Z-axis splits are useful for companies that have already scaled their application by dividing a monolith into services and then scaling those services horizontally, but wish to achieve even greater scale and fault tolerance by deploying isolated instances of their application stack to a subset of customers. While the implementation of Z-axis splits can be among the most expensive, the scalability returns are typically large.

The following diagram from the AKF Partners blog explains how Z-Axis scaling is effective at helping you to scale applications by isolating customers or leveraging geographic replication of data.

Scaling along the Z-Axis.

Cell-Based Architecture

The Z-scale approach to scaling is also supported by AWS in their well-architected approach called cell-based architecture. Cell-based architecture is a powerful strategy for creating resilient and scalable applications. By dividing your workload into multiple isolated instances called “cells”, you can minimize the impact of failures since each cell operates independently, handling a portion of the overall traffic.

The key components of a cell-based architecture are:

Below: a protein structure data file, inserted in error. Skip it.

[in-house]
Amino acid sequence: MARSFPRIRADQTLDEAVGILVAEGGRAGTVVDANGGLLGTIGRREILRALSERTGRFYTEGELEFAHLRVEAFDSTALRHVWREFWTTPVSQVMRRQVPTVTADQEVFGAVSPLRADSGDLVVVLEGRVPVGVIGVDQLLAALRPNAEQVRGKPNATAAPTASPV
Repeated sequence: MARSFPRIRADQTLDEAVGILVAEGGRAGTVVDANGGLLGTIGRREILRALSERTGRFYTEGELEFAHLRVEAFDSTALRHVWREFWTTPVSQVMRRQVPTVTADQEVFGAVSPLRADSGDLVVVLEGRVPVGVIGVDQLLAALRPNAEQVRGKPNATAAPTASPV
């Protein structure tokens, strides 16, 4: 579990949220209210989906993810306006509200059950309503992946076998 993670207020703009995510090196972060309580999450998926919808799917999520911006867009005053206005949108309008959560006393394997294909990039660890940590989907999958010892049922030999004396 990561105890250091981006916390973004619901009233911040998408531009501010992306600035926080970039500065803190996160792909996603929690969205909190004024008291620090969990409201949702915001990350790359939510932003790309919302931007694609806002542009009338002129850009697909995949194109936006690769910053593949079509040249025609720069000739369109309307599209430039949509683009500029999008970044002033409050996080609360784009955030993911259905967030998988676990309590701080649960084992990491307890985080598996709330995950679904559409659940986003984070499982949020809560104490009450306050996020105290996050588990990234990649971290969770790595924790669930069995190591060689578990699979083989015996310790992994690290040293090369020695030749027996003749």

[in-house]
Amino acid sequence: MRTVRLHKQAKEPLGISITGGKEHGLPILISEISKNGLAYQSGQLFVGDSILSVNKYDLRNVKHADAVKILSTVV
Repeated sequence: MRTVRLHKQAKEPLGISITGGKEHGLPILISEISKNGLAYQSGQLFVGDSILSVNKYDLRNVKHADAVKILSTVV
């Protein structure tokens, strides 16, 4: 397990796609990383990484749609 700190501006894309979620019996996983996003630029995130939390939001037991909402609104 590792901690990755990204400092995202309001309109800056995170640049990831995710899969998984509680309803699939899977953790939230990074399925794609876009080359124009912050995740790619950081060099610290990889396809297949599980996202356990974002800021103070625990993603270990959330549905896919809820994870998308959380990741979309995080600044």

• Cell Router: This lightweight component directs incoming requests to the appropriate cell.
  • Cell: A self-contained unit containing everything needed to run a complete instance of your workload.
  • Control Plane: Manages administrative tasks like cell provisioning, de-provisioning, and customer migration.

To make it clearer, in the following diagram from AWS guidance on cell-based architecture shows a system deployed as isolated cells alongside a thin layer to route traffic to the right cells. This type of architecture can be zonal or regional, depending on the boundary you define as an individual cell.

Cell-based architecture

By dividing your system into multiple cells, you gain scale benefits by dividing the workload so that each cell is as performant as possible. As you continue to add new customers, you can provision new cells for them to maintain the performance of existing cells and provide another avenue for scale.

The AWS approach to cellular architecture has a lot of similarities to scaling along the Z-axis of the AKF Scale Cube — we can use the two frameworks interchangeably and the guidance from one reinforces the other. I personally prefer the AWS terms “cell” to the terms “shard” and “pod” used in AKF literature simply because “shard” and “pod” have overloaded meaning depending on the context.